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Jewish World Review
Jan. 10, 2005
/ 29 Teves, 5765
A new tease for desperate housewives
Desperate housewives are doing it in public. A few of them, anyway, because it is still a very private thing. A shocking thing. Perhaps the final taboo.
They are (please cover the next two words if you are under 18 or think Farrah Fawcett is a brand of sink) wearing curlers.
That's right. Liberated as any Afghan babe blowing off her burka, a small cadre of cuties has begun sashaying in flagrante decurlo through the halls, the malls and even - I've heard - onto airplanes. My friend Nancy Deihl just spotted two rollered women in Manhattan "and they weren't wearing scarves!"
"I had a curler sighting about a week ago," reports Diane Rumbaugh in Thousand Oaks, Calif.
"A woman sat down right next to me!" says Heather Newcomb of her experience in Cherry Hill, N.J.
"This was the first time I'd seen anyone venture out in public with rollers in as long as I can remember," says Jane Booth of San Diego.
Coast to coast, the rollers are rolling, begging the question: why?
Are these women being trendy? Trashy? Or could they in fact be ushering in a new era of raw female sensuality the likes of which we haven't seen since Sonny met Cher?
Oh, please! It's obviously the latter - a huge new movement with worldwide ramifications. But of course, there are some who argue otherwise.
"Many celebs seem to be wearing big, wavy hair - Beyoncé, Gwen Stefani, J.Lo," notes Irma Zandl, head of the trend-watching firm that bears her name. "Maybe there's a little '80s thing happening."
Maybe. But even so, back then we never saw our idols actually futzing with their hair, we only saw the results. Curlers remained offscreen.
So maybe the rollers are simply a symptom of our national slovenliness. "It's totally because of this sloppy trend," says Patty Handschiegel, creator of the Web site StyleDiary.net. "The Olsen twins, Jessica Simpson and Britney - how could we forget Britney? - are photographed all the time in big sweatshirts and baseball hats." Curlers could be just the next rung down.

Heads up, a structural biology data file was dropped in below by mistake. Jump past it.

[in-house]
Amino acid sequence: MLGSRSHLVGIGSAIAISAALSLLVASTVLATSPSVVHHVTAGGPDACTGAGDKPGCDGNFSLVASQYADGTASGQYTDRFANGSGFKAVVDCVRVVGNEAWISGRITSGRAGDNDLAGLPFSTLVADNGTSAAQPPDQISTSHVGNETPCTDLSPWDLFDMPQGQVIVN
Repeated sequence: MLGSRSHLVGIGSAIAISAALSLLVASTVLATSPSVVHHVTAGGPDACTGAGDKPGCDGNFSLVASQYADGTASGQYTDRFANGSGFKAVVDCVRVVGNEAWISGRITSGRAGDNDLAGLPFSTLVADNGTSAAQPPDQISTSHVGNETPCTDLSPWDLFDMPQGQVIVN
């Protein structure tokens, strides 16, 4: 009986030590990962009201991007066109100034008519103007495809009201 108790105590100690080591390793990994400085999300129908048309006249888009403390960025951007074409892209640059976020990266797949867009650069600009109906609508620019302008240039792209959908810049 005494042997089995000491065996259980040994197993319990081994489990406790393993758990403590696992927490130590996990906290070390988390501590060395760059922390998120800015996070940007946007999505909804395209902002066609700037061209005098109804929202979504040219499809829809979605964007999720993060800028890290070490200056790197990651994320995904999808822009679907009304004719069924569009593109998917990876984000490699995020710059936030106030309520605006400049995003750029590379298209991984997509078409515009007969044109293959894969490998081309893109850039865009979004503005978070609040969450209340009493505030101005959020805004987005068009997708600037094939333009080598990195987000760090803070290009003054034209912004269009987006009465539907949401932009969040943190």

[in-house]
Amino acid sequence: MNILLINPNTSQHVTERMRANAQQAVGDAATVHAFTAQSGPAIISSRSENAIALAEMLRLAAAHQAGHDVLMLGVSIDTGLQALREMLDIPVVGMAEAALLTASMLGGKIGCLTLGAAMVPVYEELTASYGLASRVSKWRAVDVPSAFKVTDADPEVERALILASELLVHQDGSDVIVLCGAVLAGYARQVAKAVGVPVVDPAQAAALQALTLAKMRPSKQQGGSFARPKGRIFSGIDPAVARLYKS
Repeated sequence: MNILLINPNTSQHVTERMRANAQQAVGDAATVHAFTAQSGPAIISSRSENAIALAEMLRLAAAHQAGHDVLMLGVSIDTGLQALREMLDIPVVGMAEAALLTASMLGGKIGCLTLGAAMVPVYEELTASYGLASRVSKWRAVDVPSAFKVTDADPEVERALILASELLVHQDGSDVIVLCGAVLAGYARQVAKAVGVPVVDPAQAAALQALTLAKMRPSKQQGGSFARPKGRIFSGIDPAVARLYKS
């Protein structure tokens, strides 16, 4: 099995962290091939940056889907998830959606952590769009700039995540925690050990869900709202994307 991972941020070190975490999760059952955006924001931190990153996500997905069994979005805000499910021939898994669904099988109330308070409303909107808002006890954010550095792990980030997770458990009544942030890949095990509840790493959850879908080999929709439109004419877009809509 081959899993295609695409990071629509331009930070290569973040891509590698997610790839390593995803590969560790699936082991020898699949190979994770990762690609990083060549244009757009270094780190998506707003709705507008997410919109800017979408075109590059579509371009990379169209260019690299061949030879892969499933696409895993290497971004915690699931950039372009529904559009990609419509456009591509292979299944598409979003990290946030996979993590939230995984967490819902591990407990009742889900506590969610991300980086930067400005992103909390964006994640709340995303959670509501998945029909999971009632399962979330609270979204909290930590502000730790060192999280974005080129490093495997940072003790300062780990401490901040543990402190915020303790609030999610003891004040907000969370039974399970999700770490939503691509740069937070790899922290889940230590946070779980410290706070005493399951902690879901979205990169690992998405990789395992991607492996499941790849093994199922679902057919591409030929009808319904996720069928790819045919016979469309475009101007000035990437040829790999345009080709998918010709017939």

But the fact is, curlers are more than just casual. They are totemic: utterly female and - until now - utterly shameful.
To don a curler, be it spongy or plastic, "is a symbolic act of sexuality," declares Rich Hanley, a professor of communications at Quinnipiac University. "Curlers say, 'This is a sexual being.' If a woman is wearing them, there's a promise of something good to come."
Desperate housewives know exactly what that something is. Curlers scream they're out to get it. A woman in curlers is carnality incarnate.
Now, maybe the world doesn't recognize that quite yet. But it certainly explains why curlers make men feel so uncomfortable. And just as a century ago pregnant women weren't supposed to be seen in public because their condition was considered so indecent, so the curlered woman has been expected to hide inside.
Today the modern goddess ventures forth in a crown of cylinders. She is powerful. A little scary. And about to unfurl a revolution.
Permanently may it wave.
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JWR contributor Lenore Skenazy is a columnist for The New York Daily News. Comment by clicking here.
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